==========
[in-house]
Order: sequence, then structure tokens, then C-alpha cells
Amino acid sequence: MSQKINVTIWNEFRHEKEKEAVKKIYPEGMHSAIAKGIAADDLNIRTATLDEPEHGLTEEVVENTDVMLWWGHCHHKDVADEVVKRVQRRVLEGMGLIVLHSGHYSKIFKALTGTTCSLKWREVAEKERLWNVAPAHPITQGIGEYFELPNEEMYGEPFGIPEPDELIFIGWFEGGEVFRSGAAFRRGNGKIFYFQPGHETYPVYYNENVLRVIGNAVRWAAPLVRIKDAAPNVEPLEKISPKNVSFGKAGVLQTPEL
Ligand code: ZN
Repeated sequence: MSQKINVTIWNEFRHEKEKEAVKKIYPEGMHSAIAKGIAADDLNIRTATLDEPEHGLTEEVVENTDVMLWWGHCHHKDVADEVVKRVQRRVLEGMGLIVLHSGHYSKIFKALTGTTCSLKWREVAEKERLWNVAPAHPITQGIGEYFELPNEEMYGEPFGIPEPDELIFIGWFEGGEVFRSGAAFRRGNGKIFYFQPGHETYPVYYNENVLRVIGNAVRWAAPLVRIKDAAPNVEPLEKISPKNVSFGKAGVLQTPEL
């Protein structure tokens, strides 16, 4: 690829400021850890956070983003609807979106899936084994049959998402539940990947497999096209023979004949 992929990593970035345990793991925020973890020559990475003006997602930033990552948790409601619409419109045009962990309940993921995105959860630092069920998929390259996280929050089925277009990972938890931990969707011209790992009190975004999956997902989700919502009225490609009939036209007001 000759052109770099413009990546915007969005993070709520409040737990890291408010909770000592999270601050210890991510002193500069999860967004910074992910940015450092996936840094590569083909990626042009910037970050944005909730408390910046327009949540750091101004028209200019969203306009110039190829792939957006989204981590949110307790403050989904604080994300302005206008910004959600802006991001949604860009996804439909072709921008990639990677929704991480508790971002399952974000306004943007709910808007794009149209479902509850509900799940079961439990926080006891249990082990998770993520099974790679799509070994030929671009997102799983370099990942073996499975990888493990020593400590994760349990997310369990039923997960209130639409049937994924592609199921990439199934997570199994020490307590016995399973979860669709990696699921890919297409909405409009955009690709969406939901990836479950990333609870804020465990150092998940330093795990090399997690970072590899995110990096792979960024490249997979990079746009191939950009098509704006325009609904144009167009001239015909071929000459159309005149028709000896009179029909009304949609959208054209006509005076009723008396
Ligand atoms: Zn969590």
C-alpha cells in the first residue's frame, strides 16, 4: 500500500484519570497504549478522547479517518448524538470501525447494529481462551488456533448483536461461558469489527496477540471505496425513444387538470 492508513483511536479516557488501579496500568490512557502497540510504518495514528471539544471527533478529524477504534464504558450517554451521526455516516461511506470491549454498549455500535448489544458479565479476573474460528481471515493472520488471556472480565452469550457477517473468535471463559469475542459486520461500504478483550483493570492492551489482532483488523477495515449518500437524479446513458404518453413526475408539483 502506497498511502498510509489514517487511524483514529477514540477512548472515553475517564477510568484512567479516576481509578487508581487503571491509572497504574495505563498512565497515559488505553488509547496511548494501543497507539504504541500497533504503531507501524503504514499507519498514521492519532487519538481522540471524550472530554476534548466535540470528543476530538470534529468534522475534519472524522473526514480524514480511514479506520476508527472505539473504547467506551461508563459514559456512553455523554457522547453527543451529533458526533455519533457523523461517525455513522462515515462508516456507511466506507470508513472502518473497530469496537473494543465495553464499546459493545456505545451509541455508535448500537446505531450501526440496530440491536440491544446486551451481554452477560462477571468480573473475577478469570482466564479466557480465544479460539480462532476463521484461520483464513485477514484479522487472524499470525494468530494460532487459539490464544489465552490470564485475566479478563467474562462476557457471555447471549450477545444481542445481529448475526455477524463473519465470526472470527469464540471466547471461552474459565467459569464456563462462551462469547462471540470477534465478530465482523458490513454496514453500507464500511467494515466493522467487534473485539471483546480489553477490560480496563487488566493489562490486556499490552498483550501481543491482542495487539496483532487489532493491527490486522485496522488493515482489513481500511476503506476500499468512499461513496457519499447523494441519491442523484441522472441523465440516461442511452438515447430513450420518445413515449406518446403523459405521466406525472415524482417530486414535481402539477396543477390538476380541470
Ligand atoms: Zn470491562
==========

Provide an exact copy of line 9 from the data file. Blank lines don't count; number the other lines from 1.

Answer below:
Ligand atoms: Zn470491562